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ABOVE:  Cheryl Imboden (on a park bench behind the statue) enjoys an inexpensive take-out lunch in the Jardin de Reuilly in Paris.

Tip 4: Don't make every meal a sit-down affair.

The cost of restaurant meals can add up quickly, especially if you're having a four-course dinner with wine every night. (The good news is that European restaurant prices include taxes and at least part of the tip. Also, in most countries, menus are displayed outside of restaurants, so you can estimate your meal costs before you go in.)

To save money on meals, try these simple tactics:

photoBe frugal at breakfast. If you're lucky, breakfast will be included in your room rate. Otherwise, whether you should breakfast in your hotel or head for the nearest café depends on what the hotel offers and how hungry you are.

A breakfast buffet may be worthwhile if you eat enough so you won't be hungry at lunch. On the other hand, you can probably save by getting a hot drink and pastry at the nearest café or coffee shop--as one of us did while staying at the Hotel Ibis in Edinburgh (where Chocolate Soup and Starbucks were just around the corner) and in London (where breakfast at a coffee bar cost only a few pounds for both of us, compared to £20 for our four-star hotel's cooked breakfast, which was more than we wanted to eat before heading for the airport).

photoEnjoy take-out meals at lunch. In France, for example, bakeries often sell sandwiches for a few euros, or lunch combinations that include a sandwich, a drink, and a pastry for less than €10. (These are popular with local workers, who pay with lunchtime meal vouchers from their employers.)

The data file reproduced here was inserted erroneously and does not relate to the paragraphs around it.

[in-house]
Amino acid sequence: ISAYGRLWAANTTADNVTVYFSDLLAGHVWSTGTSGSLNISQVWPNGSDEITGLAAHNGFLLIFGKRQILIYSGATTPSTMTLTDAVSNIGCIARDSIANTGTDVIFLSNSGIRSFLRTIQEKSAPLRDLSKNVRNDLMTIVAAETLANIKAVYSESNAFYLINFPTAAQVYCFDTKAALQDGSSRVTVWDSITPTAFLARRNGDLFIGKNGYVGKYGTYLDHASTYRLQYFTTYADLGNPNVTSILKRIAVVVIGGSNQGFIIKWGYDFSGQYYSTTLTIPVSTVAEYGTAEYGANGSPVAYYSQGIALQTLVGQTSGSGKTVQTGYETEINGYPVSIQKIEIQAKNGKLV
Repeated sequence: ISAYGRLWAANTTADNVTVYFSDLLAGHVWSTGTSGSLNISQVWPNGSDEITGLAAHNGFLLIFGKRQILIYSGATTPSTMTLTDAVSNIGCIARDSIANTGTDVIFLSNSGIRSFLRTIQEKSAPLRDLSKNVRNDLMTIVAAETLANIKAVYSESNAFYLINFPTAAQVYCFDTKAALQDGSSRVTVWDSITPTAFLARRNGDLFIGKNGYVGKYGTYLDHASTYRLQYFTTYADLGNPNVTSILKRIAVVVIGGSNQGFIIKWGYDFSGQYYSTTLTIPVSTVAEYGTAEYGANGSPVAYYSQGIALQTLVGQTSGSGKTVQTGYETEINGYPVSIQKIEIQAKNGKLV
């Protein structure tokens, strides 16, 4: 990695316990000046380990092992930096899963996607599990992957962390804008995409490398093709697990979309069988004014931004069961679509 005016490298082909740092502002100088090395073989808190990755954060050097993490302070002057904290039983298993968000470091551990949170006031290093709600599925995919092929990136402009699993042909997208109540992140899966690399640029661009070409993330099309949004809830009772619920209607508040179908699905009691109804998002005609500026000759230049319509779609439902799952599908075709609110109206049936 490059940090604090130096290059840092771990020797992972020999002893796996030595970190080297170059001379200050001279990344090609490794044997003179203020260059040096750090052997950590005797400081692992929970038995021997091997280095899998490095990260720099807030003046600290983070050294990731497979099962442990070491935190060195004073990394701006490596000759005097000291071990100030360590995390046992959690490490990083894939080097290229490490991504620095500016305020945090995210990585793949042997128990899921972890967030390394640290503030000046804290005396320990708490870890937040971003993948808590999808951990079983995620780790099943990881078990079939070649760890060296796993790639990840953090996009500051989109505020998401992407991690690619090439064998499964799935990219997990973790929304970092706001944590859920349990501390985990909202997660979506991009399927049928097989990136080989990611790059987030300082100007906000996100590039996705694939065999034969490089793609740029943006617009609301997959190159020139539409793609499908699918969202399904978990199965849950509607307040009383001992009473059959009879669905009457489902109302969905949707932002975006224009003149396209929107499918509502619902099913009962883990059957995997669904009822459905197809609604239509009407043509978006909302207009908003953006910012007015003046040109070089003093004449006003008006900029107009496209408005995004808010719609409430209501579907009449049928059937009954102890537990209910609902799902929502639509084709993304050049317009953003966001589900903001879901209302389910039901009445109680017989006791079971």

In Italy, bakeries and take-out pizza businesses often sell pizza by the slice. In Britain, pasties and meat pies are readily available. And throughout Northern Europe, Turkish "Döner,""Donner," "Kebab," or "Kebap" shops sell gyros-style meat sandwiches at bargain prices.

photoFor every dinner in a "nice" restaurant, have one meal at a cheaper place. This doesn't have mean junk food: It could be a café or pub that serves sandwiches, or a cafeteria like Flunch (France) or a quick-serve pizza restaurant like Spizzico (Italy).

Also, don't assume that "nice" has to mean "outrageously expensive." The Tour d'Argent and Harry's Bar may be worth every euro-penny of their high prices, but they're best enjoyed with a trust fund or an expense account. (Most locals don't eat at such places, either.)

photoInstead of sitting in a café, look for a park bench. Sidewalk cafés are designed--and priced--for lingering. Unless you're in a mood to watch the world go by (and can afford to pay for the privilege), rest your feet or study your map somewhere else.

Just as important, don't assume that all cafés are the same. You might pay twice as much for a cup of coffee at a world-renowed mocha mecca like Florian (Venice) or Deux Magots (Paris) than at a neighborhood café around the corner.

Splurge on litle things. In Scandinavia, any bakery or 7-11 store will sell you a superb Danish pastry for the equivalent of €3 or so--not cheap, but not enough to wreck your budget, either.

photoIn Germany, baked goods, beer, and sausages from street vendors are relative bargains. In Madrid, €3 or so will buy you the richest hot chocolate and the freshest churros you've had in your life at the marble bar of the Chocolatería San Gines, which has been a Madrid landmark since 1894. And in Paris, you'll discover affordable temptations at any bakery-pâtisserie or crêperie.

Learn the local tricks. Example: In Italy (as in many European countries) ordering a drink or snack at the bar is nearly always cheaper than having it served at a table.

1st inset photo copyright © Ralf Hettler.

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